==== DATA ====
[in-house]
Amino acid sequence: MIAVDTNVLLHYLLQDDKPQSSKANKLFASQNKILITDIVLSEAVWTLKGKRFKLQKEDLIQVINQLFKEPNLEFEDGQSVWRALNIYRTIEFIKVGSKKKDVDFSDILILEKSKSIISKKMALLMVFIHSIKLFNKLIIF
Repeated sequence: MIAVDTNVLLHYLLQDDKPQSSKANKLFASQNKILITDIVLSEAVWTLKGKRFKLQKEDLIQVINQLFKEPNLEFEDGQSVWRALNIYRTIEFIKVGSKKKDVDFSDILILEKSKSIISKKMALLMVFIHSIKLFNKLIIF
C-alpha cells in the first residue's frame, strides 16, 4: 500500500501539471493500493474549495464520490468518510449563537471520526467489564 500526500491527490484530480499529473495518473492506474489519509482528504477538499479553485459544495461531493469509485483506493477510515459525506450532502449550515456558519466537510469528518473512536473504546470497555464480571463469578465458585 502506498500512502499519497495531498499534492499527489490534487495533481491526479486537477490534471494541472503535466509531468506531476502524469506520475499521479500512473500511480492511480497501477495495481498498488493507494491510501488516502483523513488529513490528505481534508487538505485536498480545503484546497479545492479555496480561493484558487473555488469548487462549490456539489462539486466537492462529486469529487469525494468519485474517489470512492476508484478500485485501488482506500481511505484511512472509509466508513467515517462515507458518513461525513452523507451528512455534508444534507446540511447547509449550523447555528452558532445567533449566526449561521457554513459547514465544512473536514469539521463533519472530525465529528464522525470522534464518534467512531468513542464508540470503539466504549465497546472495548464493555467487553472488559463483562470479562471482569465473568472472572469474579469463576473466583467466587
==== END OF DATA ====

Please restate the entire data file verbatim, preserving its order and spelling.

[in-house]
Amino acid sequence: MIAVDTNVLLHYLLQDDKPQSSKANKLFASQNKILITDIVLSEAVWTLKGKRFKLQKEDLIQVINQLFKEPNLEFEDGQSVWRALNIYRTIEFIKVGSKKKDVDFSDILILEKSKSIISKKMALLMVFIHSIKLFNKLIIF
Repeated sequence: MIAVDTNVLLHYLLQDDKPQSSKANKLFASQNKILITDIVLSEAVWTLKGKRFKLQKEDLIQVINQLFKEPNLEFEDGQSVWRALNIYRTIEFIKVGSKKKDVDFSDILILEKSKSIISKKMALLMVFIHSIKLFNKLIIF
C-alpha cells in the first residue's frame, strides 16, 4: 500500500501539471493500493474549495464520490468518510449563537471520526467489564 500526500491527490484530480499529473495518473492506474489519509482528504477538499479553485459544495461531493469509485483506493477510515459525506450532502449550515456558519466537510469528518473512536473504546470497555464480571463469578465458585 502506498500512502499519497495531498499534492499527489490534487495533481491526479486537477490534471494541472503535466509531468506531476502524469506520475499521479500512473500511480492511480497501477495495481498498488493507494491510501488516502483523513488529513490528505481534508487538505485536498480545503484546497479545492479555496480561493484558487473555488469548487462549490456539489462539486466537492462529486469529487469525494468519485474517489470512492476508484478500485485501488482506500481511505484511512472509509466508513467515517462515507458518513461525513452523507451528512455534508444534507446540511447547509449550523447555528452558532445567533449566526449561521457554513459547514465544512473536514469539521463533519472530525465529528464522525470522534464518534467512531468513542464508540470503539466504549465497546472495548464493555467487553472488559463483562470479562471482569465473568472472572469474579469463576473466583467466587